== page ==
IL-13-programmed airway tuft cells produce PGE2, which promotes CFTR-dependent mucociliary function

Maya E. Kotas, Camille M. Moore, Jose G. Gurrola, Steven D. Pletcher, Andrew N. Goldberg, Raquel Alvarez, Sheyla Yamato, Preston E. Bratcher, Ciaran A. Shaughnessy, Pamela L. Zeitlin, Irene H. Zhang, Yingchun Li, Michael T. Montgomery, Keehoon Lee, Emily K. Cope, Richard M. Locksley, Max A. Seibold, Erin D. Gordon

Research output: Contribution to journalArticlepeer-review

14 Scopus citations


Chronic type 2 (T2) inflammatory diseases of the respiratory tract are characterized by mucus overproduction and disordered mucociliary function, which are largely attributed to the effects of IL-13 on common epithelial cell types (mucus secretory and ciliated cells). The role of rare cells in airway T2 inflammation is less clear, though tuft cells have been shown to be critical in the initiation of T2 immunity in the intestine. Using bulk and single-cell RNA sequencing of airway epithelium and mouse modeling, we found that IL-13 expanded and programmed airway tuft cells toward eicosanoid metabolism and that tuft cell deficiency led to a reduction in airway prostaglandin E2 (PGE2) concentration. Allergic airway epithelia bore a signature of PGE2 activation, and PGE2 activation led to cystic fibrosis transmembrane receptor-dependent ion and fluid secretion and accelerated mucociliary transport. These data reveal a role for tuft cells in regulating epithelial mucociliary function in the allergic airway.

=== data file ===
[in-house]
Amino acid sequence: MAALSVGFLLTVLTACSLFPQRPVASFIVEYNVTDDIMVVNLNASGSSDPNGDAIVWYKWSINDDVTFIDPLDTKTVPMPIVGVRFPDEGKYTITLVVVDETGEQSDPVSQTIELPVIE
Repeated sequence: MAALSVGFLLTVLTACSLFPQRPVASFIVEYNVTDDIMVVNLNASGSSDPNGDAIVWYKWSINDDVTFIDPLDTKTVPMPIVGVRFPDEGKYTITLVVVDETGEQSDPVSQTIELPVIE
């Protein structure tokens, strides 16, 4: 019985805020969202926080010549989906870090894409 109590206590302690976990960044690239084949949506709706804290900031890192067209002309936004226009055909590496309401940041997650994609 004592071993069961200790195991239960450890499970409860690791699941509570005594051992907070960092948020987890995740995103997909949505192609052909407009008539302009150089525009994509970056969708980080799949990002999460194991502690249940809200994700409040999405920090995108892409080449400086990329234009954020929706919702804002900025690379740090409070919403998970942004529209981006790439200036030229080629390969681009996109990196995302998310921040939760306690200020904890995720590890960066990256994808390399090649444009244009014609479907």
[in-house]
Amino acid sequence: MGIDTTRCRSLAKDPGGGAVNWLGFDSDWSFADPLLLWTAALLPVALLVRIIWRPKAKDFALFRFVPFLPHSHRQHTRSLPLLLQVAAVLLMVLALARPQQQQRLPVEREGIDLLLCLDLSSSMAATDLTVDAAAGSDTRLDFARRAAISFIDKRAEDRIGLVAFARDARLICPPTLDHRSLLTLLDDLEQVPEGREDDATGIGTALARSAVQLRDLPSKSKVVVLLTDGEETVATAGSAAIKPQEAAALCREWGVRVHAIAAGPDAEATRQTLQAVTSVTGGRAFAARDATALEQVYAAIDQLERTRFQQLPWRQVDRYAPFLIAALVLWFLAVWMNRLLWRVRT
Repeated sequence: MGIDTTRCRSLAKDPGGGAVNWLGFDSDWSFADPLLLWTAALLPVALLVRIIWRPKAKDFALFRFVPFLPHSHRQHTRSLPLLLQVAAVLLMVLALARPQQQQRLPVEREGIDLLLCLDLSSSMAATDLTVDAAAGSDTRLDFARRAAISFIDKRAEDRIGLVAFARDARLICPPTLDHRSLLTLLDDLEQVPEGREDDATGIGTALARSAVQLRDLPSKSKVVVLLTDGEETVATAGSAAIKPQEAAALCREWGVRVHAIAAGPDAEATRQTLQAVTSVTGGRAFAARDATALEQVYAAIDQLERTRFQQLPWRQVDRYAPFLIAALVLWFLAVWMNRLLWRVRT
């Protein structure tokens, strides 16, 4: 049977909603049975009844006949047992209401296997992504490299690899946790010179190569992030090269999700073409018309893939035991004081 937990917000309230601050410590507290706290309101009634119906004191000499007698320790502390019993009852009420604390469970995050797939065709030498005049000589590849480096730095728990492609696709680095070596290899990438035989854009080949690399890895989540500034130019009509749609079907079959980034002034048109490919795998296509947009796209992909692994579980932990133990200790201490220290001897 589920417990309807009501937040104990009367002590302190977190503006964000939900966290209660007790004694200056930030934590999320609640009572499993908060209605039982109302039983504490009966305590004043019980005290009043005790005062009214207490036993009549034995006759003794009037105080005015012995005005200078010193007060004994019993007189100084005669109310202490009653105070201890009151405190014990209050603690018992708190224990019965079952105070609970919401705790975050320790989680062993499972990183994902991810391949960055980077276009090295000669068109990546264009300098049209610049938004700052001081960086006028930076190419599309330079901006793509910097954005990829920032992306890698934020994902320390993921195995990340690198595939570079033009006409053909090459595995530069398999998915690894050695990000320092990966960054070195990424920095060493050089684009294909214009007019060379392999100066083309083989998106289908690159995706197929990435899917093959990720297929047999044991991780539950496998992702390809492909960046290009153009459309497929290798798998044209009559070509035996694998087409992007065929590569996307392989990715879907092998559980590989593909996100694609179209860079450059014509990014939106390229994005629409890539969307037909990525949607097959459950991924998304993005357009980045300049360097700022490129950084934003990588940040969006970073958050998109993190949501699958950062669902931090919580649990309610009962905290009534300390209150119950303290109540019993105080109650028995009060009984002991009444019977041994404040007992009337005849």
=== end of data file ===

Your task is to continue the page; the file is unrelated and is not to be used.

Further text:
Original languageEnglish (US)
Article numbere159832
JournalJCI insight
Issue number13
StatePublished - Jul 8 2022

ASJC Scopus subject areas

  • General Medicine


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